Postdoctoral Mentoring Program — What’s It All About?

By Postdoctoral Coordinator Tina Henne (CEPA)

mentoring excellenceYou joined Argonne. You sat through your two days of orientation. You are almost finished with your training courses and working your way through your new employee checklist. Time to see what’s inside that Postdoc Office Welcome Kit you received on your first day. That’s when you come across this pamphlet on the Postdoctoral Mentoring Program. Mentoring Program? What’s that?

Glad you asked. In 2010, the Postdoctoral Society of Argonne (PSA) recognized a need for career skills building and networking at this career stage.  It’s also sometimes useful to talk to someone outside your immediate group to get a different perspective. After surveying the postdoc community, holding town hall meetings and focus groups, the PSA put together a proposal to implement a Lab-wide mentoring program. The Lab Leadership agreed that this would be a valuable component to postdoctoral training and gave it the seal of approval. Since then, each division has implemented some variation of the mentoring program and we are now working to assess and revise based on your feedback.

First, let’s address how it works.
Within your first 90 days of your appointment, you should identify a staff member — not your direct supervisor — to be your mentor. How do you do this? Ask your supervisor for suggestions. Find out who your collaborators are on site and talk to them. Ask your fellow postdocs. But probably most importantly, go meet your division’s Mentoring Program Coordinator. Don’t know who that is? Look it up here. Still not sure? Ask Tina.

When you have found a mentor, you need to fill out the mentoring agreement found in the pamphlet and site linked above and return to your division’s office, which will let me know. Be reassured — this is not a non-negotiable contract. It is a way to commit to at least a few meetings per year with your mentor. We all get busy. We all put things off. Having a commitment to meet someone gives you permission to take a step out of your research bubble and go have a conversation. Maybe you can do this over lunch or coffee. You and your mentor will determine what works best.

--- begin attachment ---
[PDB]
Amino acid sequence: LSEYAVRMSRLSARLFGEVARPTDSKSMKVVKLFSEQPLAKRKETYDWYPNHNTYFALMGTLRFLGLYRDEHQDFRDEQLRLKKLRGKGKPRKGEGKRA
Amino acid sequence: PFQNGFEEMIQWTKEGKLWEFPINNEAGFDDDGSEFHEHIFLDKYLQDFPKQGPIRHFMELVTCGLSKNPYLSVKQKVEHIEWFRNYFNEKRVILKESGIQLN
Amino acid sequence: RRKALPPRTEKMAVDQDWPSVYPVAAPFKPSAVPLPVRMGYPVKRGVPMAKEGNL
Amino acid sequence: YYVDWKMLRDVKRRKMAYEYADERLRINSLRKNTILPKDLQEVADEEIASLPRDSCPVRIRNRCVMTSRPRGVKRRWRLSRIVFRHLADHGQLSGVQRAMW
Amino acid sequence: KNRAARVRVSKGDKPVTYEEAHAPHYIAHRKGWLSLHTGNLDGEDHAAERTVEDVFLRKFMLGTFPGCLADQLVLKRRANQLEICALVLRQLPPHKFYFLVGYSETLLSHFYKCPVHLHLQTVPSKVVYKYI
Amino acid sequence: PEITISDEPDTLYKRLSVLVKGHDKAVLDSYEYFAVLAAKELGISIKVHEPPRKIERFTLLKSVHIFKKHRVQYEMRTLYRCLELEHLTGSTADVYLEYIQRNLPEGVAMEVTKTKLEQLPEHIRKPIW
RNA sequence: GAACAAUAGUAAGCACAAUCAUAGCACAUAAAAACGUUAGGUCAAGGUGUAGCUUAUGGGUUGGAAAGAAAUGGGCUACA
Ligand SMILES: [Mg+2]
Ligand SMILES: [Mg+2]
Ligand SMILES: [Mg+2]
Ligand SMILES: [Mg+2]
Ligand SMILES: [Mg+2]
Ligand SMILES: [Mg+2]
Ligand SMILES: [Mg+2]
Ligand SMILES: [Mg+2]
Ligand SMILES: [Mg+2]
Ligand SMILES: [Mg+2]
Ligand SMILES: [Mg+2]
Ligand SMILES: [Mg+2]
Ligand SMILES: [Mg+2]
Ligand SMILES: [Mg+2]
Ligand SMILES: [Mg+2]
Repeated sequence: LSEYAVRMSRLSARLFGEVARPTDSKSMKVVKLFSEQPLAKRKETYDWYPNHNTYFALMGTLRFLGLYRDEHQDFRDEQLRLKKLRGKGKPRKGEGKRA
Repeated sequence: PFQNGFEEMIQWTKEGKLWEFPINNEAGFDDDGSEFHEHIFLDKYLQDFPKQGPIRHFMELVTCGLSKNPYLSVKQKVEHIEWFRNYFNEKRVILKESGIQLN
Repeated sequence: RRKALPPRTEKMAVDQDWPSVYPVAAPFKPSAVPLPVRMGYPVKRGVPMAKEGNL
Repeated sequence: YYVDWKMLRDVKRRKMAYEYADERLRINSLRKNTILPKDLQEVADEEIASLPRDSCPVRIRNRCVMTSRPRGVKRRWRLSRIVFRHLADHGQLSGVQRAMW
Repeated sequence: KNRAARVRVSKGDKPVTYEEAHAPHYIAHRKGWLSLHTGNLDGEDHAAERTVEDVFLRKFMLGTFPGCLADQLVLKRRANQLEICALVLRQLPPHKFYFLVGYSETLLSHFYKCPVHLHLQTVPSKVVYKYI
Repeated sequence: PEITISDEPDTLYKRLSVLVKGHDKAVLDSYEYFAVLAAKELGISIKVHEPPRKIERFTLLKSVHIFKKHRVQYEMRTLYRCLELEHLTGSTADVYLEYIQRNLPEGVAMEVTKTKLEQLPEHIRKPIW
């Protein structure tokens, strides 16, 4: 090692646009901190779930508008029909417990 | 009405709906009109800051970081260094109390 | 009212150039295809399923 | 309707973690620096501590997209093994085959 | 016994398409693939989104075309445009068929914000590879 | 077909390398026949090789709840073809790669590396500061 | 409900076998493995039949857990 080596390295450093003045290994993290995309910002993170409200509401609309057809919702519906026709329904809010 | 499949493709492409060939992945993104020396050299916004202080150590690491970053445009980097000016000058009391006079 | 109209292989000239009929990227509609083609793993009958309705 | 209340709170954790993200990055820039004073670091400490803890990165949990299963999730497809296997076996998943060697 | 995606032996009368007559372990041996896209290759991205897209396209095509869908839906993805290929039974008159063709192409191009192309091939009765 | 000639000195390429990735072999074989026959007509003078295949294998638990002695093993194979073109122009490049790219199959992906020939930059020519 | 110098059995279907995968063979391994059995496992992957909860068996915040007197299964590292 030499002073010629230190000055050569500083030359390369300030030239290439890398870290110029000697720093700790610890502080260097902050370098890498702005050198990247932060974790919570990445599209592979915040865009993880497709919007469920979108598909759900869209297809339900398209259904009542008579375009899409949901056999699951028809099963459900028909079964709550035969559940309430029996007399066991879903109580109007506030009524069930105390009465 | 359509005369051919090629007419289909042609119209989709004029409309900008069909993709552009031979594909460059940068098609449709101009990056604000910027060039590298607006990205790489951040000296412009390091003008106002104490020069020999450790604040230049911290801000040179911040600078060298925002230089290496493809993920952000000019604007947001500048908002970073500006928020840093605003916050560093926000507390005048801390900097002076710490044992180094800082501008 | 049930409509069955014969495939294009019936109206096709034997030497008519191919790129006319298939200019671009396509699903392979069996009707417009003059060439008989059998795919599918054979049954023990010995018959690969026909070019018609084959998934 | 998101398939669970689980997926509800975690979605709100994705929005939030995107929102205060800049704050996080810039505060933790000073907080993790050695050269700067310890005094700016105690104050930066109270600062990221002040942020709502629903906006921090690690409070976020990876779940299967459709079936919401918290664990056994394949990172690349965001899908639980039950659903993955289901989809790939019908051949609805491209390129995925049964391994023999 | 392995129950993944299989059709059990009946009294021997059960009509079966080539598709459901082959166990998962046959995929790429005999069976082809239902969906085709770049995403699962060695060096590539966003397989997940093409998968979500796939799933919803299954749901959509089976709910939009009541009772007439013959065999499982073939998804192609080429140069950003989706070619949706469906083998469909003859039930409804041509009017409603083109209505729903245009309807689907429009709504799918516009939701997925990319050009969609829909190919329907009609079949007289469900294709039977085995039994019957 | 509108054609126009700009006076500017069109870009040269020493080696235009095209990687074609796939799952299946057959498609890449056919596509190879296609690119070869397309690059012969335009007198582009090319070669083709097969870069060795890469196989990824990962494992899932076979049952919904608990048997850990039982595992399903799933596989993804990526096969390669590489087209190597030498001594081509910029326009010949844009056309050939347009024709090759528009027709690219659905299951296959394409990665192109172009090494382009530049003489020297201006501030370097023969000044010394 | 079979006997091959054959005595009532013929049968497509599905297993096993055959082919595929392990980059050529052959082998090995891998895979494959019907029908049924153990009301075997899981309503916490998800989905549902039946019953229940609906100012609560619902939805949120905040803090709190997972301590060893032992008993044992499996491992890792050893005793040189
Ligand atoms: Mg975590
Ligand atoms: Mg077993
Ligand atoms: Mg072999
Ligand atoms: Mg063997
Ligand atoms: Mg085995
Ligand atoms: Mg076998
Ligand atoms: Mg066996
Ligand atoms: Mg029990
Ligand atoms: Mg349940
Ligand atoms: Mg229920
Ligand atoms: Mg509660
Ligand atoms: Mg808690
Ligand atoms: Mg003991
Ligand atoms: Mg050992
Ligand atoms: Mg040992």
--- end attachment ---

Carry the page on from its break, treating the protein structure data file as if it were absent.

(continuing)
Next, you need to think about what you could gain from mentoring. This takes self-assessment. This takes thinking about what your career development needs are. This takes thinking about what your immediate needs at the Lab are. Here are some suggestions on what you might wish to discuss to get you going.

First year: What does your mentor do?
How did he/she come to work at Argonne? What do you need to know about being successful in a National Lab setting? What facilities or events at the Lab would be useful to know about? How does your mentor find the resources that he/she needs at the Lab? How does the mentor best manage his/her time to enhance productivity and keep work from piling up? What conferences has the mentor found most useful for promoting his/her work and meeting people in the field? Tell your mentor what your career aspirations are and what you like most about your research.

Second year: Time to kick it up a notch.